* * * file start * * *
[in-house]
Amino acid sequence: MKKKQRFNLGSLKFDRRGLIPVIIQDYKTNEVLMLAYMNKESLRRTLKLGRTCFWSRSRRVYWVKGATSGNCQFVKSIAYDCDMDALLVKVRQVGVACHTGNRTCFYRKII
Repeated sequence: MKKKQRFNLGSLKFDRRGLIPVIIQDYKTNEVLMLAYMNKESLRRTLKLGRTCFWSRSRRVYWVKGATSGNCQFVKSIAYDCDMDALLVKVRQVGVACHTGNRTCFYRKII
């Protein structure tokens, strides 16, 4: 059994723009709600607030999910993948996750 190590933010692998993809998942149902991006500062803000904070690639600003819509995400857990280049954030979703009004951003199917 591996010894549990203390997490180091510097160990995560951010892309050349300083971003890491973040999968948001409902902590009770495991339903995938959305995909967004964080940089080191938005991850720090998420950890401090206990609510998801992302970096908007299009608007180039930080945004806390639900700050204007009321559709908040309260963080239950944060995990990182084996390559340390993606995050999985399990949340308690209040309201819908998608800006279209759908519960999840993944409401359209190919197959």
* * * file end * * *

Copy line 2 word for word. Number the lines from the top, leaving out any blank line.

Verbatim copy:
Amino acid sequence: MKKKQRFNLGSLKFDRRGLIPVIIQDYKTNEVLMLAYMNKESLRRTLKLGRTCFWSRSRRVYWVKGATSGNCQFVKSIAYDCDMDALLVKVRQVGVACHTGNRTCFYRKII